AREA OF BUSINESS: Logistics, fulfilment for e-commerce firms
YEAR OF INCORPORATION: 2011
COOL QUOTIENT: Supply-chain enabler, rising rapidly
Around 2011, Sahil Barua, Mohit Tandon, Bhavesh Manglani, Suraj Saharan and Kapil Bharati wanted to start a company. They were late in the e-commerce retailing game,
but they saw a market need in logistics.
E-commerce companies at that point either had their own delivery arms, such as Flipkart, or they used courier companies more geared towards document delivery or bulk cargo. Neither was designed to deliver parcels rapidly and where handing payments was an imperative.
"It was the most interesting problem we could think of in the Internet space," says Barua, Co-Founder and CEO of Delhivery. As the name indicates, Delhivery started as a third-party, last-mile logistics delivery firm in Delhi to serve e-commerce companies alone.
Barua, a tall, lean 29-year-old with a stubble, graduated from IIM Bangalore and then worked as a management consultant at Bain & Company. Two of the other founders, Saharan and Tandon, also came from Bain while Manglani and Bharati joined from other organisations. "Bhavesh and I met at Hard Rock Cafe in Mumbai in 2009. We were sloshed and he was introduced to me by a common friend as a tech stud," Barua recollects. So when he wanted to start the company, he dialled Bhavesh, who agreed to be part of the venture.
Watch video: 'Delhivery offers real-time status of orders to consumers'
"We spent the first six months bootstrapping with our own money," says Barua. "We expanded to all parts of Delhi, and Chennai was the first city outside Delhi. We were doing about 600 orders a day at that point."
The founders, however, were just not happy being a delivery company. In 2012, one of their customers, Times Internet, invested Rs 6.6 crore. That got the company into an adjacent fulfilment centre business - warehouses where companies can stock goods and where Delhivery would test products, package and label them before shipping. The company now has warehouses in Delhi, Bangalore and Mumbai, and will open new ones in Surat and Kolkata soon.
The order cycle used to be four to seven days for customers before Delhivery's fulfilment centres became operational. Today, after stocking with Delhivery, it can be as low as 24 hours, Barua claims. "Retailers have the front end, which is the website, and the order management system. That does not always link up to a good warehouse management system. That led to delays," he explains.
The company has invested in a technology platform that has allowed differentiation even in its delivery business. It routes packages faster via different flights throughout the day as well as using multiple modes of transport - whenever a package needs to be delivered, the backend system plots its fastest route automatically, including which flight it should take.
The company also does not use the traditional hub-and-spoke model for delivering parcels. In this model, products ordered within a city are always routed through the hub before it reaches the spoke, leading to delays. "We use a distributed model where every branch can function like the hub and is a processing centre by itself. They can route packages directly to the customer, avoiding parking it in the hub," Barua says, explaining how Delhivery delivers faster than other logistics companies.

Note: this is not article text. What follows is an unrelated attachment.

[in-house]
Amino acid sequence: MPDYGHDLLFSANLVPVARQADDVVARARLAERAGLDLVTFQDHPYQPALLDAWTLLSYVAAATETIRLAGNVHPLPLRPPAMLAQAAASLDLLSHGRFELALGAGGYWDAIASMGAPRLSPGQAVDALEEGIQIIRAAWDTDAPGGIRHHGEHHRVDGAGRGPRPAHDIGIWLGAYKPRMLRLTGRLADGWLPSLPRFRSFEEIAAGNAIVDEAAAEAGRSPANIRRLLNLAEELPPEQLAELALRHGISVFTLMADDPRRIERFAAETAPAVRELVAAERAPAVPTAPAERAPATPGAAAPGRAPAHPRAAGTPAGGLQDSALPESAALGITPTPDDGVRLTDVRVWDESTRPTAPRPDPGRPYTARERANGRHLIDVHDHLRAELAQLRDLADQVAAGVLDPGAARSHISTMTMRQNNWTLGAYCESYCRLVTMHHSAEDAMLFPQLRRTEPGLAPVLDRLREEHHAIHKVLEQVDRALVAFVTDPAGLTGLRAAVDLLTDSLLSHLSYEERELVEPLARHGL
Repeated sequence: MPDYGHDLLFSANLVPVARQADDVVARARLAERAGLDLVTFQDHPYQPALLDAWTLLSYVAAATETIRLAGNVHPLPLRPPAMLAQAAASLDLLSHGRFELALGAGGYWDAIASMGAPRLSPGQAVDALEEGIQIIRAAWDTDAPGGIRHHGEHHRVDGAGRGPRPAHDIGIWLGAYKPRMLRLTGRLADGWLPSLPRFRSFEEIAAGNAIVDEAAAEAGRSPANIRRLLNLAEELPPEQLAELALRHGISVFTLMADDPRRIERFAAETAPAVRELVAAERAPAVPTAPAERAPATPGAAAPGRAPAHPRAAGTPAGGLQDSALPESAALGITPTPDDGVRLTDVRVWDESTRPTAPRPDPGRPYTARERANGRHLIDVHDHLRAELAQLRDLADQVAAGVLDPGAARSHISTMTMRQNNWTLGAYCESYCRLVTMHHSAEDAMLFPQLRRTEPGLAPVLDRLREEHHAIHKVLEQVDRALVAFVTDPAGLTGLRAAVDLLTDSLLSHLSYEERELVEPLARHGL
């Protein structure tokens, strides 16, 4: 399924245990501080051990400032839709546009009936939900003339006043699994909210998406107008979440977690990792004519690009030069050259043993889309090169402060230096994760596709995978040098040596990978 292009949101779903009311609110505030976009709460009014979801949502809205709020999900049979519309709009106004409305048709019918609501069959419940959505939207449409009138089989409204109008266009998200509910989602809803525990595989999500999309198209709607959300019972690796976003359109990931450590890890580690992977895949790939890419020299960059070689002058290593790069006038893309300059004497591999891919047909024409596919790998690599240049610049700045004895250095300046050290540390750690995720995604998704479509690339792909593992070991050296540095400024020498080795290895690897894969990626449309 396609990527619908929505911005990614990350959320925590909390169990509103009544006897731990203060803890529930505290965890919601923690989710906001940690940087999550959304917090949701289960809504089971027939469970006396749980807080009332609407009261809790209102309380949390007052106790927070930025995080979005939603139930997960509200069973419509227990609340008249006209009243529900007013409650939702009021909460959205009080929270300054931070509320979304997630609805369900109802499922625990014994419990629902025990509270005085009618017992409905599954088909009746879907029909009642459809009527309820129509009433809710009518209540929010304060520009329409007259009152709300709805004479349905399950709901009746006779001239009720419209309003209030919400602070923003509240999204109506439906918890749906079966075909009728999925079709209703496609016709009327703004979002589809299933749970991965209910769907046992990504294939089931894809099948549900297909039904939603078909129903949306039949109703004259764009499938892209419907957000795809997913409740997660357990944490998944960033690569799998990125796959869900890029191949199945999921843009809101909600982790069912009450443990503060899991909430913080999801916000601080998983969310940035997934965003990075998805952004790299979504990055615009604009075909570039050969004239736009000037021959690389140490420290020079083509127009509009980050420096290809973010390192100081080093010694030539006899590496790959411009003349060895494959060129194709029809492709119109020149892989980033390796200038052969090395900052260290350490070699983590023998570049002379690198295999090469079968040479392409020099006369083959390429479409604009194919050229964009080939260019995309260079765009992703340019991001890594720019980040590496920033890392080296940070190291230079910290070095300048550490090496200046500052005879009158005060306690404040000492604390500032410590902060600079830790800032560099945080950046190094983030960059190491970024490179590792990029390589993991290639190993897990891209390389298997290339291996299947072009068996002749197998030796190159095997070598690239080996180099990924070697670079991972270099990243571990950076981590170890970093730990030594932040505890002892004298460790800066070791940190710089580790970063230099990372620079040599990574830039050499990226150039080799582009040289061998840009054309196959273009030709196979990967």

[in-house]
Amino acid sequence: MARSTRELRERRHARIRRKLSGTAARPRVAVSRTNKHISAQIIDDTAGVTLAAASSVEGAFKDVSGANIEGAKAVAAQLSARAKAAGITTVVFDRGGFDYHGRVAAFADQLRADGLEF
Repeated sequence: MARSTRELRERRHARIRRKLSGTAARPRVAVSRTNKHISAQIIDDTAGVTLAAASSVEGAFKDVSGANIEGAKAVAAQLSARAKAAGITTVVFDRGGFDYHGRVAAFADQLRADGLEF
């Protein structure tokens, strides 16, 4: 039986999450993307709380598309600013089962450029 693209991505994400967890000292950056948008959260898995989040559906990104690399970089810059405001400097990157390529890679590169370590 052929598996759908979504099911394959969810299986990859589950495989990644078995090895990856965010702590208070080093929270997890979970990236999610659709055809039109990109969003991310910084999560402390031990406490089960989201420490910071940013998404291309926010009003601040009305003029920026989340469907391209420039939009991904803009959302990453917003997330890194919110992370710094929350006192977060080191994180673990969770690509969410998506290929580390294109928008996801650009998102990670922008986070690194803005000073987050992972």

In 2013, Delhivery added yet another business unit - it sells technology that controls the supply-chain for an online retailer, like an order management system. "So we are now a supply-chain enabler and not just a logistics company," Barua says.
Delhivery seems to have positioned itself well on the pricing front as well. "We are cheaper than Blue Dart and FedEx but more expensive than some of the smaller players," the CEO says. Like other courier companies, Delhivery charges a flat rate based on weight, volume and distance. Besides, there is a rent for storage, and an extra fee in cases where cash-on-delivery is involved.
However, Delhivery is not alone in this space. Other players in the e-commerce logistics game include Ecom Express and DotZot, a DTDC company, implying that conventional logistics firms are also gearing up to meet the specialised needs of e-retailers.
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The market, therefore, is no easy ride. E-commerce logistics start-up Chhotu.in shut down last year because it could not raise enough funds. The word of caution comes from Rajesh Sawhney, Founder of Global Super Angels, and an investor in Chhotu.in: "It is a difficult business. E-commerce is capital intensive and so is logistics. It requires a deep supply of capital, and patience."
On why Chhotu.in failed, Sawhney says: "There was a lot of consolidation in the market last year and outsourcing of logistics reduced. VC funding did not happen either."
Delhivery, as of now, seems to be chugging along well on the funding front. The start-up raised its second round, a funding of Rs 35 crore, in August 2013 from Nexus Venture Partners and Times Internet. It may now close a third round in three months. The investors are betting on its huge growth potential - the company has already demonstrated some scale. Today, it delivers 40,000 to 50,000 orders a day and has customers such as Flipkart, Snapdeal, eBay, Amazon, Myntra, Jabong and Healthkart, among others. Employing 3,000, its delivery business is in 135 cities. Delhivery is launching international operations in Dubai and Sri Lanka around June this year.
Revenues have rocketed too - from Rs 17 crore in 2012/13 to Rs 62 crore this year. The company is currently clocking a monthly revenue run rate of Rs 8 crore to Rs 8.5 crore. The company expects to break even by September this year.